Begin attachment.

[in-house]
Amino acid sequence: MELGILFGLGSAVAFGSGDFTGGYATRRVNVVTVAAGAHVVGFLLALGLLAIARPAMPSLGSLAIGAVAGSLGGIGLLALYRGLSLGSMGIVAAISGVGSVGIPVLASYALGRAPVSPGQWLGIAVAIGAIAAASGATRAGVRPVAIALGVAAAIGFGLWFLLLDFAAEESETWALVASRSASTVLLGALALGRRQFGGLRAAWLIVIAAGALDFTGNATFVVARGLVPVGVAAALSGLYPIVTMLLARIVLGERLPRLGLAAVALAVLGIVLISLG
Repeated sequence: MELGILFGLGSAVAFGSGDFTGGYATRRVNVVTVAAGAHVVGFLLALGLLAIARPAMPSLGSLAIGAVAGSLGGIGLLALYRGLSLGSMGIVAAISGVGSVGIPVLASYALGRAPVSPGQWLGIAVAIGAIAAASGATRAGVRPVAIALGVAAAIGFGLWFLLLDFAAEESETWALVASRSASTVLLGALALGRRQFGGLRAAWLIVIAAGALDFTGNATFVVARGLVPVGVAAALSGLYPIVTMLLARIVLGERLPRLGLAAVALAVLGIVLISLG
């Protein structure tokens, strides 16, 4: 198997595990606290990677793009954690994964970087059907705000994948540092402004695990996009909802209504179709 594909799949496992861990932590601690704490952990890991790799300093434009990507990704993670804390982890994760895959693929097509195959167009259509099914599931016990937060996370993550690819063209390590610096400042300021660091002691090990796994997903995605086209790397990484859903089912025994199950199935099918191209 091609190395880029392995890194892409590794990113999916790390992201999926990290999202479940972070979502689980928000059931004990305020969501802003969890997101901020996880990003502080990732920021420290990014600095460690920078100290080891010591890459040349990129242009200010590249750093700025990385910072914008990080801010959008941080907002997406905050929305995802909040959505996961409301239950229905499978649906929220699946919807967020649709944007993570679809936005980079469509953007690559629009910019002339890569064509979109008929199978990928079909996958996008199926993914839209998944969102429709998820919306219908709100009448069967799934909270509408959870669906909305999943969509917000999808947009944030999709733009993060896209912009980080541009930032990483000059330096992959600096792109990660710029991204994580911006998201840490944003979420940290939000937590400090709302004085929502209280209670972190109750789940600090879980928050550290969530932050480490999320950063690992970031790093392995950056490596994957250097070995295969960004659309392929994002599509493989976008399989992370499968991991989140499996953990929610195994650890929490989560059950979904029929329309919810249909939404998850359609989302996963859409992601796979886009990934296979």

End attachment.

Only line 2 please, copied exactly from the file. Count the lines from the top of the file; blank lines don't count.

Amino acid sequence: MELGILFGLGSAVAFGSGDFTGGYATRRVNVVTVAAGAHVVGFLLALGLLAIARPAMPSLGSLAIGAVAGSLGGIGLLALYRGLSLGSMGIVAAISGVGSVGIPVLASYALGRAPVSPGQWLGIAVAIGAIAAASGATRAGVRPVAIALGVAAAIGFGLWFLLLDFAAEESETWALVASRSASTVLLGALALGRRQFGGLRAAWLIVIAAGALDFTGNATFVVARGLVPVGVAAALSGLYPIVTMLLARIVLGERLPRLGLAAVALAVLGIVLISLG